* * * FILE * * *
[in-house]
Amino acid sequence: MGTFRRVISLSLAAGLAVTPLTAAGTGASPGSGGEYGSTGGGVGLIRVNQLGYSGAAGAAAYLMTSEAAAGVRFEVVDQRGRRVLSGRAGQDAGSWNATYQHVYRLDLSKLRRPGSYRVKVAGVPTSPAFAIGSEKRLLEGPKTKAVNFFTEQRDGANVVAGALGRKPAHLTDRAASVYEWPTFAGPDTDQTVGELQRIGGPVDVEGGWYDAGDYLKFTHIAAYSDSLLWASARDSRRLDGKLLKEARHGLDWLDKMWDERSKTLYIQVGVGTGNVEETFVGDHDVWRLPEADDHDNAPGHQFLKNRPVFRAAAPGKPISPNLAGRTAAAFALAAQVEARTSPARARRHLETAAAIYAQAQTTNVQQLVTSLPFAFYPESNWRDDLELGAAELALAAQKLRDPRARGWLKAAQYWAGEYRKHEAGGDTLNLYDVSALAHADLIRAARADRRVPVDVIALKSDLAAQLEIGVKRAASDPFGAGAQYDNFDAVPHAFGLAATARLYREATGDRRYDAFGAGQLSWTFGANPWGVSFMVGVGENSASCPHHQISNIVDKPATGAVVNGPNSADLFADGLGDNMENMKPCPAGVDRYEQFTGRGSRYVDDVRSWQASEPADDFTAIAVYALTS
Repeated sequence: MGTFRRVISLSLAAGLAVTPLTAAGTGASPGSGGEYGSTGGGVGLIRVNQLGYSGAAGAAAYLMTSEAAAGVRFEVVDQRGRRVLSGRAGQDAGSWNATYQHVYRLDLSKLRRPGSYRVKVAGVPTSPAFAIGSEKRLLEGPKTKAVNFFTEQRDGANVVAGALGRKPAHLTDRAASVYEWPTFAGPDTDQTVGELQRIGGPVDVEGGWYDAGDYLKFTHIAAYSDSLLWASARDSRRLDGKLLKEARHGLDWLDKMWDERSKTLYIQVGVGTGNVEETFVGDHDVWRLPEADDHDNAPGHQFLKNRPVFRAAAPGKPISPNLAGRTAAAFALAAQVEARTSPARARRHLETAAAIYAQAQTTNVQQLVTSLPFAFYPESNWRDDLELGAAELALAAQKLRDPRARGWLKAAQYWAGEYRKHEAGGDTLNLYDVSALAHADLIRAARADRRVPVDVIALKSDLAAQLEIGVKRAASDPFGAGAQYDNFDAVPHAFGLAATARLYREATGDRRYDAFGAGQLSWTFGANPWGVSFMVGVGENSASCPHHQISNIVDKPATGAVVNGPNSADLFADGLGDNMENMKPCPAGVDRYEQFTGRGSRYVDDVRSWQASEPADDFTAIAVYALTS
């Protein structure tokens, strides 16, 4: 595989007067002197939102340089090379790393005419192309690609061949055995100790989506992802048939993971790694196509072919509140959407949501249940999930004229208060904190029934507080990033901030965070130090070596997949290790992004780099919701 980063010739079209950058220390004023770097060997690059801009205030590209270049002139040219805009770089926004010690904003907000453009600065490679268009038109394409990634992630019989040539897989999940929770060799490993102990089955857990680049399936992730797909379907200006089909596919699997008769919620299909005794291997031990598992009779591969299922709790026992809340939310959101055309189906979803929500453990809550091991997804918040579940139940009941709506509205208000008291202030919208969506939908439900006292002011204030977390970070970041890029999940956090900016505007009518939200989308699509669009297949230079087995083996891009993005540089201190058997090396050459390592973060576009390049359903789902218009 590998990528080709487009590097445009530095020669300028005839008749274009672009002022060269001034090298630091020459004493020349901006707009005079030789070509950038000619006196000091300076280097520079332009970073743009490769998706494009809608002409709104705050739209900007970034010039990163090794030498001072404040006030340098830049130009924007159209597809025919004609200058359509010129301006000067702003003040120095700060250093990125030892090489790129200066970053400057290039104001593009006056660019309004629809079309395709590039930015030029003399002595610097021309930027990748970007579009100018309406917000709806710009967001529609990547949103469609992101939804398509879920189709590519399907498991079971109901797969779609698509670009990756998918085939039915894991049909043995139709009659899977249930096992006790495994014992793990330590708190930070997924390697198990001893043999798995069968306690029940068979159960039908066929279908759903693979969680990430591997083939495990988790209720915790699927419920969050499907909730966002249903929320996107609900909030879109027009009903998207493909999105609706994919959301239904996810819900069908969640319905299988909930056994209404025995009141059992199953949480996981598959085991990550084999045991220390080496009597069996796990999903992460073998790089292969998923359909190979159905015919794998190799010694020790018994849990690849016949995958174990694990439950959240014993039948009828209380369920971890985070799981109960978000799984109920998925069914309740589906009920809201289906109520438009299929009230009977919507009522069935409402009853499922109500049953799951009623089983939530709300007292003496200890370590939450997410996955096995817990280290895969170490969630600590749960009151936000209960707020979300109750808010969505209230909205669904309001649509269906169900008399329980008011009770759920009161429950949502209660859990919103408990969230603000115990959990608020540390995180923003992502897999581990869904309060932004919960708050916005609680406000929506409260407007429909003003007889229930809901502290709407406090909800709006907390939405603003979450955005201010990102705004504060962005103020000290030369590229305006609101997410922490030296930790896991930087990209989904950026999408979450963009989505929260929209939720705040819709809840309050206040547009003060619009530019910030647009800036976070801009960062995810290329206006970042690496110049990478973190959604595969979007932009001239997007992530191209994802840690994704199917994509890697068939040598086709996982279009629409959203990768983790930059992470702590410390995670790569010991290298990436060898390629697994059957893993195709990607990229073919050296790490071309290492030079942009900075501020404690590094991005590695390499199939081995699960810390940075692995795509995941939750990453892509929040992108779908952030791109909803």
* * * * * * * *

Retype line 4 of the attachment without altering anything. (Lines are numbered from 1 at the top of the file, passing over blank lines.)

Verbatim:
């Protein structure tokens, strides 16, 4: 595989007067002197939102340089090379790393005419192309690609061949055995100790989506992802048939993971790694196509072919509140959407949501249940999930004229208060904190029934507080990033901030965070130090070596997949290790992004780099919701 980063010739079209950058220390004023770097060997690059801009205030590209270049002139040219805009770089926004010690904003907000453009600065490679268009038109394409990634992630019989040539897989999940929770060799490993102990089955857990680049399936992730797909379907200006089909596919699997008769919620299909005794291997031990598992009779591969299922709790026992809340939310959101055309189906979803929500453990809550091991997804918040579940139940009941709506509205208000008291202030919208969506939908439900006292002011204030977390970070970041890029999940956090900016505007009518939200989308699509669009297949230079087995083996891009993005540089201190058997090396050459390592973060576009390049359903789902218009 590998990528080709487009590097445009530095020669300028005839008749274009672009002022060269001034090298630091020459004493020349901006707009005079030789070509950038000619006196000091300076280097520079332009970073743009490769998706494009809608002409709104705050739209900007970034010039990163090794030498001072404040006030340098830049130009924007159209597809025919004609200058359509010129301006000067702003003040120095700060250093990125030892090489790129200066970053400057290039104001593009006056660019309004629809079309395709590039930015030029003399002595610097021309930027990748970007579009100018309406917000709806710009967001529609990547949103469609992101939804398509879920189709590519399907498991079971109901797969779609698509670009990756998918085939039915894991049909043995139709009659899977249930096992006790495994014992793990330590708190930070997924390697198990001893043999798995069968306690029940068979159960039908066929279908759903693979969680990430591997083939495990988790209720915790699927419920969050499907909730966002249903929320996107609900909030879109027009009903998207493909999105609706994919959301239904996810819900069908969640319905299988909930056994209404025995009141059992199953949480996981598959085991990550084999045991220390080496009597069996796990999903992460073998790089292969998923359909190979159905015919794998190799010694020790018994849990690849016949995958174990694990439950959240014993039948009828209380369920971890985070799981109960978000799984109920998925069914309740589906009920809201289906109520438009299929009230009977919507009522069935409402009853499922109500049953799951009623089983939530709300007292003496200890370590939450997410996955096995817990280290895969170490969630600590749960009151936000209960707020979300109750808010969505209230909205669904309001649509269906169900008399329980008011009770759920009161429950949502209660859990919103408990969230603000115990959990608020540390995180923003992502897999581990869904309060932004919960708050916005609680406000929506409260407007429909003003007889229930809901502290709407406090909800709006907390939405603003979450955005201010990102705004504060962005103020000290030369590229305006609101997410922490030296930790896991930087990209989904950026999408979450963009989505929260929209939720705040819709809840309050206040547009003060619009530019910030647009800036976070801009960062995810290329206006970042690496110049990478973190959604595969979007932009001239997007992530191209994802840690994704199917994509890697068939040598086709996982279009629409959203990768983790930059992470702590410390995670790569010991290298990436060898390629697994059957893993195709990607990229073919050296790490071309290492030079942009900075501020404690590094991005590695390499199939081995699960810390940075692995795509995941939750990453892509929040992108779908952030791109909803």